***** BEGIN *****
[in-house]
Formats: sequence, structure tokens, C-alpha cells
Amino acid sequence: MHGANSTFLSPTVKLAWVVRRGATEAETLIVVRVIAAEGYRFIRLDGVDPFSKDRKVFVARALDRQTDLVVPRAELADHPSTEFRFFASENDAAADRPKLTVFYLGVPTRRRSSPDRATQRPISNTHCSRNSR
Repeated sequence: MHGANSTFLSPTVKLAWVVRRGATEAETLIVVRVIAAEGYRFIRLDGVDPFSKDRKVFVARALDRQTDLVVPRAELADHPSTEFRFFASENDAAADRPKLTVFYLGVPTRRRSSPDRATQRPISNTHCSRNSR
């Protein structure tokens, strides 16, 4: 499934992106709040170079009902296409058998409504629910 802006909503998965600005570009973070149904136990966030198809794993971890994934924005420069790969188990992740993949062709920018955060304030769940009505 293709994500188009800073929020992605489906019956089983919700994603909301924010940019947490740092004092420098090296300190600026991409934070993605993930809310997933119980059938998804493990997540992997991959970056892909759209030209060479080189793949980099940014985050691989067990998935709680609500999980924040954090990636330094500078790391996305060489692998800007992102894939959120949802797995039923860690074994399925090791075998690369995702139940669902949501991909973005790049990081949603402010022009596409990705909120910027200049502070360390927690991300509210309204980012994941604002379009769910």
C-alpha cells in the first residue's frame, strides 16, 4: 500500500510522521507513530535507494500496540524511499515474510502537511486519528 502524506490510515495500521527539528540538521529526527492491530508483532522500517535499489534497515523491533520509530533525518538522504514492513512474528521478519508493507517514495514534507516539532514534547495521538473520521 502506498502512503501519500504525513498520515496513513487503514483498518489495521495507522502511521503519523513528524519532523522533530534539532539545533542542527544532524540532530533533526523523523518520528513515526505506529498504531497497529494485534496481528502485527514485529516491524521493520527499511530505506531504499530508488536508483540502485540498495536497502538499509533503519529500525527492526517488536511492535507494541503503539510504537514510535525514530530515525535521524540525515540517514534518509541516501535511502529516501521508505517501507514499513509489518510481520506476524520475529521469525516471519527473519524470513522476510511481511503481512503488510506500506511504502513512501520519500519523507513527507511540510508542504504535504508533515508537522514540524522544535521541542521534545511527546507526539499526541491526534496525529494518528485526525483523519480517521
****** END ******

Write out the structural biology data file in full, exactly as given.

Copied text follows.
[in-house]
Formats: sequence, structure tokens, C-alpha cells
Amino acid sequence: MHGANSTFLSPTVKLAWVVRRGATEAETLIVVRVIAAEGYRFIRLDGVDPFSKDRKVFVARALDRQTDLVVPRAELADHPSTEFRFFASENDAAADRPKLTVFYLGVPTRRRSSPDRATQRPISNTHCSRNSR
Repeated sequence: MHGANSTFLSPTVKLAWVVRRGATEAETLIVVRVIAAEGYRFIRLDGVDPFSKDRKVFVARALDRQTDLVVPRAELADHPSTEFRFFASENDAAADRPKLTVFYLGVPTRRRSSPDRATQRPISNTHCSRNSR
């Protein structure tokens, strides 16, 4: 499934992106709040170079009902296409058998409504629910 802006909503998965600005570009973070149904136990966030198809794993971890994934924005420069790969188990992740993949062709920018955060304030769940009505 293709994500188009800073929020992605489906019956089983919700994603909301924010940019947490740092004092420098090296300190600026991409934070993605993930809310997933119980059938998804493990997540992997991959970056892909759209030209060479080189793949980099940014985050691989067990998935709680609500999980924040954090990636330094500078790391996305060489692998800007992102894939959120949802797995039923860690074994399925090791075998690369995702139940669902949501991909973005790049990081949603402010022009596409990705909120910027200049502070360390927690991300509210309204980012994941604002379009769910």
C-alpha cells in the first residue's frame, strides 16, 4: 500500500510522521507513530535507494500496540524511499515474510502537511486519528 502524506490510515495500521527539528540538521529526527492491530508483532522500517535499489534497515523491533520509530533525518538522504514492513512474528521478519508493507517514495514534507516539532514534547495521538473520521 502506498502512503501519500504525513498520515496513513487503514483498518489495521495507522502511521503519523513528524519532523522533530534539532539545533542542527544532524540532530533533526523523523518520528513515526505506529498504531497497529494485534496481528502485527514485529516491524521493520527499511530505506531504499530508488536508483540502485540498495536497502538499509533503519529500525527492526517488536511492535507494541503503539510504537514510535525514530530515525535521524540525515540517514534518509541516501535511502529516501521508505517501507514499513509489518510481520506476524520475529521469525516471519527473519524470513522476510511481511503481512503488510506500506511504502513512501520519500519523507513527507511540510508542504504535504508533515508537522514540524522544535521541542521534545511527546507526539499526541491526534496525529494518528485526525483523519480517521